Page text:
Tectonic-sedimentary evolution of the Girne (Kyrenia) Range and the Mesarya (Mesaoria) Basin, North Cyprus
McCay, Gillian Anna
MetadataShow full item record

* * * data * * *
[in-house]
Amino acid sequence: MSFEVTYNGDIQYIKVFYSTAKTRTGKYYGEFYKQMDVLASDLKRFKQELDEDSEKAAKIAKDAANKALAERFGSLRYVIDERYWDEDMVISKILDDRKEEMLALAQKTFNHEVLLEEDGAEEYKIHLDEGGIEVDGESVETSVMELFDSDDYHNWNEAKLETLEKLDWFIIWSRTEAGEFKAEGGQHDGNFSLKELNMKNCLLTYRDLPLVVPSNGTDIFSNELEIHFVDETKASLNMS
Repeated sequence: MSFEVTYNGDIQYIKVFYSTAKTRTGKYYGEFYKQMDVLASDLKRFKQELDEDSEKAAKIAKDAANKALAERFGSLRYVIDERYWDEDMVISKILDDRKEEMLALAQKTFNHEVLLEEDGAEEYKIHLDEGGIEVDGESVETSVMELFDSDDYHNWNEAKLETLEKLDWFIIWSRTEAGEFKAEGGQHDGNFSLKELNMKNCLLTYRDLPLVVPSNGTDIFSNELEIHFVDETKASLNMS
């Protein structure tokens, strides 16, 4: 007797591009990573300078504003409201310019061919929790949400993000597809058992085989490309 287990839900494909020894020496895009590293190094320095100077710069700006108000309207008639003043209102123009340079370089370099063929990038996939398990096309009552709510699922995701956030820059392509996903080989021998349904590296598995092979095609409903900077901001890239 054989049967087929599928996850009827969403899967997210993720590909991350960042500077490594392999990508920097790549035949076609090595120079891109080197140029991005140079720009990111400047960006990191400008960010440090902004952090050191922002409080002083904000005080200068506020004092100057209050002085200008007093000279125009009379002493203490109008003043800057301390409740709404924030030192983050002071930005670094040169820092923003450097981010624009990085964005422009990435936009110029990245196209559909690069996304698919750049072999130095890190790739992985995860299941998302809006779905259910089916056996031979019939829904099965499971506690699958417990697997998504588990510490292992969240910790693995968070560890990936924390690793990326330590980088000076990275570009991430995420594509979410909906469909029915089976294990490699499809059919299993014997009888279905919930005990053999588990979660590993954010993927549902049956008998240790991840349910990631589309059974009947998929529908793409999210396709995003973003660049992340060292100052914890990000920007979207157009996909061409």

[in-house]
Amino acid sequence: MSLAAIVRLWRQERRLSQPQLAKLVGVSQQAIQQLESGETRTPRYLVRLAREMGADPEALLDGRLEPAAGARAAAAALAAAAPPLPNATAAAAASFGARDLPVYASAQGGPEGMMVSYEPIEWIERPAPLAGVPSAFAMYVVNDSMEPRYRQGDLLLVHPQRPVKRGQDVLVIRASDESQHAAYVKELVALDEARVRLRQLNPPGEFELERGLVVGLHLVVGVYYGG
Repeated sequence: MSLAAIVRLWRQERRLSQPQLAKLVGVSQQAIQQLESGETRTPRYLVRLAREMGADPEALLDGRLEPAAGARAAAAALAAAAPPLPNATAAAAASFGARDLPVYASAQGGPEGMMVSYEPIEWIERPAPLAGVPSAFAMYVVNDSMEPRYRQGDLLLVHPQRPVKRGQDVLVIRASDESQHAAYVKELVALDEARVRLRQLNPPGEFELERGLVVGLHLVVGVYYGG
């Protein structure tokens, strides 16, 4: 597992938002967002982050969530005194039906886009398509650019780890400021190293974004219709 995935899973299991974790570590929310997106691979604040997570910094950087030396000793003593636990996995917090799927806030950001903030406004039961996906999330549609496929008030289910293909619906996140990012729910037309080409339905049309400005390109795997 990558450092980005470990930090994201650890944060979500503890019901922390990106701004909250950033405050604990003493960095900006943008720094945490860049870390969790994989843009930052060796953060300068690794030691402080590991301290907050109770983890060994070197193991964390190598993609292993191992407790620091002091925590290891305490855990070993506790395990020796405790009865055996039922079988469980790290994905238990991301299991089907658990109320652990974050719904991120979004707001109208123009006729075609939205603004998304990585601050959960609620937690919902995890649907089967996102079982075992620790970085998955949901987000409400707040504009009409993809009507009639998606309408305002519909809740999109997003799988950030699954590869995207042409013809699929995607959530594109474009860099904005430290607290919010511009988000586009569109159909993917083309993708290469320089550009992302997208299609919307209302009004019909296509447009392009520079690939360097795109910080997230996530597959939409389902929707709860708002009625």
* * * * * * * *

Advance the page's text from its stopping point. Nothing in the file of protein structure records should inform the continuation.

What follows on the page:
The Eastern Mediterranean marks the site of the Southern Neotethys Ocean that was created, then largely destroyed near the northern margin of Gondwana. Sedimentary and structural evidence is well preserved in the Girne (Kyrenia) Range, a several hundred kilometrelong, narrow, E – W-trending, broadly arcuate lineament that encompasses northern Cyprus and a submarine ridge that links southeastern Turkey (Misis–Andırın Complex). This study focuses on the Oligocene-Miocene sequence exposed on both flanks of the Girne (Kyrenia) Range, based on sedimentology, microfacies, Sr-isotope dating and structural analysis. Two related sedimentary basins are today separated by an E – W-trending high-angle, fault zone, the Değirmenlik (Kythrea) Fault. The northern basin encompasses the Range, whereas the southern basin is located between the Değirmenlik (Kythrea) Fault and an E – W trending fault lineament (Dar dere (Ovgos) Fault Zone), to the south of which is the Troodos Ophiolitic Massif. The Değirmenlik (Kythrea) Fault is interpreted as a convergence-related thrust fault that was active during the Mid-Late Miocene creating an E – W submarine ridge that separated subbasins to the north and south. The sedimentary sequence in the northern basin unconformably overlies Mesozoic platform carbonates and latest Cretaceous-Palaeogene pelagic carbonates with interbedded volcanics. Above basal conglomerates (probably derived from underlying Eocene debris flows based on chemical evidence), there is a fining-upward siliciclastic turbidite sequence (Late Oligocene), then biogenic calciturbidites and marls (Aquitanian-Langhian). The northerly basin is characterised by thin-, to medium-bedded, pale hemipelagic calciturbidites and marls (Serravallian; ~400 m thick), overlain by thick-bedded, medium- to coarse-grained lithic sandstones with carbonate concretions (Tortonian; ~250 m thick). The succession in the southern basin, which is more deformed by thrusting, begins with poorly dated pelagic marls (Early Miocene?), followed by regularly bedded siliciclastic turbidites (~1000 m thick), with abundant sole structures (Serravallian-Tortonian). Palaeocurrent evidence shows mainly E to W flow for the southern basin, and locally a generally E to W flow for the northerly basin, at least for the Late Miocene. Gypsum accumulated in local depocentres during the Messinian salinity crisis and was locally deformed by contemporaneous southward thrusting. Petrographic studies of the Serravallian – Tortonian sandstones indicate that the northern basin is richer in recrystallised limestone grains compared to the southern basin, which contains more abundant siliciclastic and ophiolite-derived material; this trend is also present in results from XRD analysis of clays. The likely source area was the Eurasian-African suture zone in the Tauride Mountains to the northeast. The greater detrital limestone abundance in the south may record relatively deep-level erosion of the source area, through ophiolites to an underlying Mesozoic carbonate platform. Two phases of clastic input are recognised from SE Turkey, the first related to Early Miocene continental collision, and the second reflecting Late Miocene suture tightening, both to the east of Cyprus within the Tauride Suture Zone. Based on the measurement and kinematic analysis of a large number (>1290) of faults, combined with a knowledge of the tectono-stratigraphy, the timing and nature of faulting is inferred. The majority of the faults are south-verging, high-angle reverse faults, while sinistral strike-slip faults dominate several areas of the Girne (Kyrenia) Range and the Dar dere (Ovgos) Fault Zone of the south. Most of the faults in the Girne (Kyrenia) Range are attributed to Mid – Late Eocene and Late Miocene – Early Pliocene phase of thrusting, followed by relative quiescence until Pleistocene uplift of the Girne (Kyrenia) Range. The Dar dere (Ovgos) Fault Zone is interpreted as a long-lived terrane boundary that accommodated sinistral movement during Late Miocene to Recent. In summary, the Girne (Kyrenia) Range reflects the diachronous closure of the Mesozoic Southern Neotethys Ocean, culminating in westward tectonic escape from continent-continent collision zone to the east, coupled with thick-skinned uplift that was triggered by collision with a crustal block to the south, the Eratosthenes Seamount.